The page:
3 42).There is some hope that the tide in West Virginia may be changing. Recognizing the numerous public policy problems spawned by the Bower ruling, the West Virginia Supreme Court of Appeals in December of 2004 limited its potential damage. 93 In Chemtall Inc. v. Madden, the court essentially ruled that trial lawyers cannot use the class action device as a way to export West Virginia s liberal medical monitoring standard to nonresidents living and injured in states where medical monitoring has not been adopted or is applied in a more restrictive manner. The court held that a class involving claimants from multiple states that recognize medical monitoring as a cause of action can only be certified if the circuit court can, in detailed and specific fashion, make a finding that the various class members state medical monitoring causes of action are reasonably coextensive with the medical monitoring causes of action in West Virginia. 94 The court said, in effect, if you live in West Virginia, boy have we got a deal for you. We are going to give you a lump sum of money and you are going to get it now, and there is no restriction on how it is spent. Originally, I referred to this in my dissent as the pick-up truck fund, but my clerk, a bright young man, suggested we should call it the Myrtle Beach improvement fund because so many of our folks go to Myrtle Beach when they vacation. At any rate, this windfall of cash will not be spent for medical tests. This is what our tort law has come to. West Virginia Justice Elliot Maynard, discussing one of the reasons behind his dissent in the case permitting medical monitoring. 91 A Strong Alliance Between Plaintiffs Lawyers, the Attorney General, and the Courts West Virginia personal injury lawyers have the help of the state s Attorney General, Darrell McGraw, in extracting large settlements. The latest example of this unholy alliance is the $3.7 million in contingency fees that a group of West Virginia and Washington, D.C. lawyers will share coming from the Attorney General s $10 million settlement of a state lawsuit related to the marketing of the painkiller, OxyContin. Many of the local lawyers had reportedly contributed over $70,000 to Attorney General McGraw s election campaigns over the past eight years. The concern here is there is appearance of thousands being contributed to campaigns and millions being returned in legal fees, observed Bill Bissett of West Virginia Citizens Against Lawsuit Abuse. It looks bad. 95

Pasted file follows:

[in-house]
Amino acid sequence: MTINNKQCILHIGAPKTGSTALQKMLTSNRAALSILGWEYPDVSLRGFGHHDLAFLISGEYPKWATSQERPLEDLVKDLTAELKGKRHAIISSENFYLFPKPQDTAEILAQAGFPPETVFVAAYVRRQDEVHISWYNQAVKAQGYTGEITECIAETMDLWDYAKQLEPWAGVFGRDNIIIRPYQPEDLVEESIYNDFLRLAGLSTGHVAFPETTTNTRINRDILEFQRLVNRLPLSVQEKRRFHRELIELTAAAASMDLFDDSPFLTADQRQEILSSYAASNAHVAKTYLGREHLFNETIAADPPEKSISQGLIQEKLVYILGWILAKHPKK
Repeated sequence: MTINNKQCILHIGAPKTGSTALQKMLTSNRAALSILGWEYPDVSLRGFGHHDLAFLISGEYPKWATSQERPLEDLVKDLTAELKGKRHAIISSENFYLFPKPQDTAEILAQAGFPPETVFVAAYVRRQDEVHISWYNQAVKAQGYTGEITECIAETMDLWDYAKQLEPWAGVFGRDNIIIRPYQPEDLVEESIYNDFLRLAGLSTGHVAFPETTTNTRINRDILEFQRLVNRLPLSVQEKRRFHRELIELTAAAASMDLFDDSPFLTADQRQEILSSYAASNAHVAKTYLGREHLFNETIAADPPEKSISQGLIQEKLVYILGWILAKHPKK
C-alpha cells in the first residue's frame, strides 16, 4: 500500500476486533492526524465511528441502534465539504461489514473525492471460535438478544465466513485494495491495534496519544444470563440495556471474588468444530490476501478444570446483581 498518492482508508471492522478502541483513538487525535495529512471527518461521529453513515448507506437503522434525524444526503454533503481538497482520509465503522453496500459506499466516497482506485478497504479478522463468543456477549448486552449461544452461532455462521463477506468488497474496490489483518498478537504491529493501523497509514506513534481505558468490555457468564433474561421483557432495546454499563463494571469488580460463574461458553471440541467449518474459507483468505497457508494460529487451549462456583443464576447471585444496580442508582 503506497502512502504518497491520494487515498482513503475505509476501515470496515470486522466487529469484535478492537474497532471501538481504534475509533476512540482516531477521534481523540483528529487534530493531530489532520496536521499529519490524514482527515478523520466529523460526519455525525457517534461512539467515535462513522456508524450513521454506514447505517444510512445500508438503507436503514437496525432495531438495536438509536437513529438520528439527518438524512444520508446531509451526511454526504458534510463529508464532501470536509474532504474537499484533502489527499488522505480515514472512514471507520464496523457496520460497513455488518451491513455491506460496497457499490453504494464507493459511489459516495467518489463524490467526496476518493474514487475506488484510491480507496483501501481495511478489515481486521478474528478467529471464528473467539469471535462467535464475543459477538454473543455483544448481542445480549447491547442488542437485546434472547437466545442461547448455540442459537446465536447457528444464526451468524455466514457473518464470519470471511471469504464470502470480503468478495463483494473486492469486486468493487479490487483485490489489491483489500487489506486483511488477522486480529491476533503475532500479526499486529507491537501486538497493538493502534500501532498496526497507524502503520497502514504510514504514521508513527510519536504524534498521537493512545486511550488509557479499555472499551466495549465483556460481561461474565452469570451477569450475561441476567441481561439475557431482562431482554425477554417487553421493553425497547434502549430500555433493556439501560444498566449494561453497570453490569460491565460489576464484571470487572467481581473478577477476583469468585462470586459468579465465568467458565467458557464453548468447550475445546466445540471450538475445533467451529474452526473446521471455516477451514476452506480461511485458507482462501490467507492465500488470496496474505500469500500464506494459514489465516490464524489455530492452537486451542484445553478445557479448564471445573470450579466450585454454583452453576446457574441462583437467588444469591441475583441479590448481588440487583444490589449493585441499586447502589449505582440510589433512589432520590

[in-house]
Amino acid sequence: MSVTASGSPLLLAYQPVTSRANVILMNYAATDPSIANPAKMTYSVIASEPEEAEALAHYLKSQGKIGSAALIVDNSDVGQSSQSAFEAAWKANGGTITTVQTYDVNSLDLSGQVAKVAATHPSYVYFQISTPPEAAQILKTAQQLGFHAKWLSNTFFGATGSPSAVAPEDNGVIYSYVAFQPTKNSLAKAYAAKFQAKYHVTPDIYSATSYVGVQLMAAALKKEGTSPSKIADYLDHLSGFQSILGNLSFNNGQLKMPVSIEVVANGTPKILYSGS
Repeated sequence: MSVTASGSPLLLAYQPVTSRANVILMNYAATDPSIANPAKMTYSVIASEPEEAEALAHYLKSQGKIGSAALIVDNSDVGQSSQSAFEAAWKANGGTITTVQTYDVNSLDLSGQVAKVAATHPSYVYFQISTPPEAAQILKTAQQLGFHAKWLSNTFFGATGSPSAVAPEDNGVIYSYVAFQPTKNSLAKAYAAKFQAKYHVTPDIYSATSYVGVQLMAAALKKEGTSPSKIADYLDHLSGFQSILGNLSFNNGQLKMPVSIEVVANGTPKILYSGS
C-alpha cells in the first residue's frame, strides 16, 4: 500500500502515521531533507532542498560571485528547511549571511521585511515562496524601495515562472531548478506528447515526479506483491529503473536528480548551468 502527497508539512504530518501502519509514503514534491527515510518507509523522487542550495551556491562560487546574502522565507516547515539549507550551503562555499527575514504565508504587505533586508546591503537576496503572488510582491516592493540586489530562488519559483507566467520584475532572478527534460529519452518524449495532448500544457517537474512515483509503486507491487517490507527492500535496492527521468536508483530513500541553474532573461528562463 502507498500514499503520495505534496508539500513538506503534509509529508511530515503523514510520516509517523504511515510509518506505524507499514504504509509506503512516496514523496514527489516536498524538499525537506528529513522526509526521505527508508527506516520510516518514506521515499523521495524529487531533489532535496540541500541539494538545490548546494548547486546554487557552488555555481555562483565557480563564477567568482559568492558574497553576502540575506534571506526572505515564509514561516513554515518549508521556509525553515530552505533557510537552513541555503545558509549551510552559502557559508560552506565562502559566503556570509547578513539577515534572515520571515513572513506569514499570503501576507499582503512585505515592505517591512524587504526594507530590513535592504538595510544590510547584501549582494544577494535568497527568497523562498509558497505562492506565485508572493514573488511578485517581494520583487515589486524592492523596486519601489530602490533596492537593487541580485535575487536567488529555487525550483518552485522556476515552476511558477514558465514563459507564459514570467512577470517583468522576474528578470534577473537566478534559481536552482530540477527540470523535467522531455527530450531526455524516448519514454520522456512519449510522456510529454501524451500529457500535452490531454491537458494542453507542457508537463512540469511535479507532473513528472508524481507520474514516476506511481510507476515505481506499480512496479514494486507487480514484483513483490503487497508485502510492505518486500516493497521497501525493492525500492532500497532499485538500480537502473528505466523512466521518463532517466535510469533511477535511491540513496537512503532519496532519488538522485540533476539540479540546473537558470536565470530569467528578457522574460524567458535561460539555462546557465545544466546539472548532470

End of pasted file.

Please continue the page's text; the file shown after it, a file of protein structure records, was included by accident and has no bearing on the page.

4 Attorney General McGraw s brother, former West Virginia Supreme Court of Appeals Justice Warren McGraw, also had close ties to the plaintiffs bar. Justice McGraw received a record-setting $2.5 million in contributions from personal injury lawyers to fund his reelection campaign in 2004, according to reports. 96 Some have fairly observed that such contributions give the appearance of impropriety, and raise significant questions regarding the impartiality of our state Judiciary, particularly when those making such contributions appear before the court. 97 Despite such strong support from the plaintiffs bar, political newcomer Brent Benjamin unseated Justice McGraw in November 2004, 98 demonstrating that West Virginia voters are not happy with the poor reputation of the state s civil justice system. Voters Want Change A 2005 survey found that nearly eight in ten West Virginia voters, regardless of political affiliation, believe that the number of lawsuits in state courts is a serious problem with one-third finding the problem is very serious. 99 Three-quarters believe the lawyers benefit most from the current civil justice system in West Virginia, with only 4% and 7% believing that consumers and victims benefit most, respectively. A substantial majority of respondents supported civil justice reforms including: elimination of joint and several liability that allows a company that is partly responsible to pay the entire award if other defendants do not pay their fair share; elimination of the collateral source rule that allows a plaintiff to recover again for injuries even if they have already been fully compensated by their insurance; and prioritization of the asbestos claims of those who are sick over those who have been exposed to asbestos but who are not ill. Reasons for Optimism The spotlight on West Virginia as a Judicial Hellhole has encouraged the state to improve some aspects of its judicial system. For example, West Virginia has made progress in medical malpractice reform. The number of medical malpractice lawsuits and settlements in West Virginia has fallen by more than 50% since the Legislature began revising laws involving such cases. 100 Several leading insurers, who had pledged to reduce rates if West Virginia passed medical malpractice reform, said they would begin rolling back insurance rates for state consumers this year. 101 In August of 2005, the President of West Virginia Physician s Mutual, the state s largest medical malpractice insurer, said that West Virginia is beginning to free itself from its reputation as a Judicial Hellhole in the area of medical malpractice and starting to attract new doctors. 102 West Virginia also was one of a handful of states that allowed third-party, bad-faith lawsuits,